Sri Lankan president welcomes Norway's willingness to resume brokering peace talks
Fri April 23, 2004 10:35 EDT .
SHIMALI SENANAYAKE - Associated Press Writer - COLOMBO, Sri Lanka - (AP) Sri Lanka - 's president, a harsh critic of past peace talks, has welcomed Norway's willingness to resume brokering negotiations between the government and Tamil Tiger rebels, her spokesman said Friday. The guerrillas, who launched an insurgency in 1983 for a separate homeland for Sri Lanka - 's minority Tamils, accuse the majority Sinhalese of discrimination. Nearly 65,000 people have been killed in the conflict. A Norwegian-brokered cease-fire has remained in effect for two years, despite the suspension of peace talks.
During earlier negotiations, the rebels agreed to settle for extensive autonomy instead of a separate nation.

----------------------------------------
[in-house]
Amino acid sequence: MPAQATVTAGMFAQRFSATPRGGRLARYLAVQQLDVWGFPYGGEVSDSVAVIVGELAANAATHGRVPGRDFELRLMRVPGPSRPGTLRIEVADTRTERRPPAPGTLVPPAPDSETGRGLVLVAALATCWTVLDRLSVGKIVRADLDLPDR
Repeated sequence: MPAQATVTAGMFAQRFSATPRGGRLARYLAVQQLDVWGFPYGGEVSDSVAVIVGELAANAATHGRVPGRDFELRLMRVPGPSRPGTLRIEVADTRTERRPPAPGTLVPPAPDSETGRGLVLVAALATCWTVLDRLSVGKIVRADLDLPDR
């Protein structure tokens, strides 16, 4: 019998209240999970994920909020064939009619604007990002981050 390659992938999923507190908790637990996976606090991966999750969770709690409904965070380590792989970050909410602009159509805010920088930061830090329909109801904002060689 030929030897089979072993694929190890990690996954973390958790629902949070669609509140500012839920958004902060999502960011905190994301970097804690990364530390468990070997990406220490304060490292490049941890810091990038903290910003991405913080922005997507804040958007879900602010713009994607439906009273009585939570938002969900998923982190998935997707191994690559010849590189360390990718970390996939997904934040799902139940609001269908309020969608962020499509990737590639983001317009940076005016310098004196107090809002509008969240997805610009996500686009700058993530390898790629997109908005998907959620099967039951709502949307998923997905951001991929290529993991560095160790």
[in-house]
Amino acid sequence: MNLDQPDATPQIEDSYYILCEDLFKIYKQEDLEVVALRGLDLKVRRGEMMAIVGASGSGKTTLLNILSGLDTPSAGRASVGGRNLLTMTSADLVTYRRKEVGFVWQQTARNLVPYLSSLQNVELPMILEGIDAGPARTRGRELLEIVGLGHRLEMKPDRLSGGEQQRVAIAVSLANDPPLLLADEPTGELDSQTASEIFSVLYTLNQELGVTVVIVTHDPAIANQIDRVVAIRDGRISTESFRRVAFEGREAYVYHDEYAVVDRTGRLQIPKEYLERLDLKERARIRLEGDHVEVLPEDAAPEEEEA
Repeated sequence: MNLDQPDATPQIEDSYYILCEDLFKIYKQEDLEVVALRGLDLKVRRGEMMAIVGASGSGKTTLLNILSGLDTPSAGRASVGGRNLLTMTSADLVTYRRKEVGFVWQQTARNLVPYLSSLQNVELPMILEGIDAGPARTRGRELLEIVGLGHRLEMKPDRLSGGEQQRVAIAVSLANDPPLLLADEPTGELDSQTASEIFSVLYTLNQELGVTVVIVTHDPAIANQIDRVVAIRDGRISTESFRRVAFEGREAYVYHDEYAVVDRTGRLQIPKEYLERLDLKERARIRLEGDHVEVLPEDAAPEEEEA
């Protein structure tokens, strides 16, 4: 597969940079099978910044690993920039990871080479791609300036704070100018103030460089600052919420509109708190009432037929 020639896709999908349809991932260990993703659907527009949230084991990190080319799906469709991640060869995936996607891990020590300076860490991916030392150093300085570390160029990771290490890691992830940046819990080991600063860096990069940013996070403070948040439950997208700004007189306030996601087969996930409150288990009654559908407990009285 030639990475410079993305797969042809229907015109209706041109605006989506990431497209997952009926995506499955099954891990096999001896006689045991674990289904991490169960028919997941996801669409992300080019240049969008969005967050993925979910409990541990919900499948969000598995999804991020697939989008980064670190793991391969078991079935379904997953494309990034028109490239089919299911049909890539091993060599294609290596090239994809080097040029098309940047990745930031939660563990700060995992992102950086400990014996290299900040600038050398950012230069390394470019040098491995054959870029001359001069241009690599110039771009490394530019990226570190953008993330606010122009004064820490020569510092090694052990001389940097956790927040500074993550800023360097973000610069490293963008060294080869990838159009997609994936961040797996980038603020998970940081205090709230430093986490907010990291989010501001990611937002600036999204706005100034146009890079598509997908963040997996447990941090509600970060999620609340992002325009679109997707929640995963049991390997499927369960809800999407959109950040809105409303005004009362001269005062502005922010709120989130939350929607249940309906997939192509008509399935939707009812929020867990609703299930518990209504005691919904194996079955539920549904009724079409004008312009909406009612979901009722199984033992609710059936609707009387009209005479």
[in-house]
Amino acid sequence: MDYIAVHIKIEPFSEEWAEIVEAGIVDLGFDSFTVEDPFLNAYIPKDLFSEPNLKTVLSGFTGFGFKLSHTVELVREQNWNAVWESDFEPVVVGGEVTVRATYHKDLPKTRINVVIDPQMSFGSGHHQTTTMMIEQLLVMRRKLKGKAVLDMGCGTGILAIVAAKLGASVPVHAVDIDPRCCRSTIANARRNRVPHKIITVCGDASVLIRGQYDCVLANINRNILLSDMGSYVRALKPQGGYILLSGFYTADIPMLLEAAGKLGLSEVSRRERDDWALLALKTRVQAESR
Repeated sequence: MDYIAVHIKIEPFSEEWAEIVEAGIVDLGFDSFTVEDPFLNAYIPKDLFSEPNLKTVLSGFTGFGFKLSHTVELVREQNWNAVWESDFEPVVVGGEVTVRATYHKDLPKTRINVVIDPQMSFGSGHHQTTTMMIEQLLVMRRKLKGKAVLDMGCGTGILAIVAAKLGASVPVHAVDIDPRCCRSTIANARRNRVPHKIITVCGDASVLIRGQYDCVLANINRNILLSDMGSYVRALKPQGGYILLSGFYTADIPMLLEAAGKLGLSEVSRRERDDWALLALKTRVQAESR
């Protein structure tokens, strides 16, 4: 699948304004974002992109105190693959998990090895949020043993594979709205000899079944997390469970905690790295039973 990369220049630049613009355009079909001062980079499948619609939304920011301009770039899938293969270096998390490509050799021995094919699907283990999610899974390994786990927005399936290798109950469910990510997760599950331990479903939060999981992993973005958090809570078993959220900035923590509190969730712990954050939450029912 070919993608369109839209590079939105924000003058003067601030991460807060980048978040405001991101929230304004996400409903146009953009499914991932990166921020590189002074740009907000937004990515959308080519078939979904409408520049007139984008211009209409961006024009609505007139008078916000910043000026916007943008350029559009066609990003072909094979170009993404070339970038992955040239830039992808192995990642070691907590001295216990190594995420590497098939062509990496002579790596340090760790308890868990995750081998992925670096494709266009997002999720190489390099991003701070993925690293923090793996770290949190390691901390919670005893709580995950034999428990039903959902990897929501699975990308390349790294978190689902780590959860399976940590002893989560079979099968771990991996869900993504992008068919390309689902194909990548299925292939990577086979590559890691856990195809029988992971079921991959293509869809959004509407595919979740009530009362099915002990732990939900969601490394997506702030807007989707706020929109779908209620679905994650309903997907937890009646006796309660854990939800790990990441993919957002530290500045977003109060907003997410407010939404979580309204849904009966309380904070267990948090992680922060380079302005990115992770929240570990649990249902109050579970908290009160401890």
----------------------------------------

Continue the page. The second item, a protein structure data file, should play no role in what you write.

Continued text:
Kumaratunga, who was blinded in one eye by a rebel assassination attempt, has previously accused Norway of favoring the rebels and of overstepping its mandate as peace broker.
Norway, which has mediated in some of the world's worst conflicts, including those in the Middle East, always insists that both sides request its help.
``After we have received requests from both sides about continuing our efforts, we will enter a phase in which we consult with the parties on how to move the process further,'' Bondevik said Friday.
The political rivalry between Kumaratunga and Wickremesinghe has dominated Sri Lankan politics for years and has complicated attempts to seek a resolution of the civil war.
Kumaratunga dissolved the previous parliament, led by Wickremesinghe, and ordered elections more than three years ahead of schedule.
Her alliance won the largest number of seats but did not receive the majority needed to take outright control of Parliament. Progress in peace talks may be difficult because her alliance partner, the Marxist People's Liberation Front, is opposed to giving the Tigers any suggestion of autonomy or self-rule.
Published: Fri Apr 23 11:42:02 EDT 2004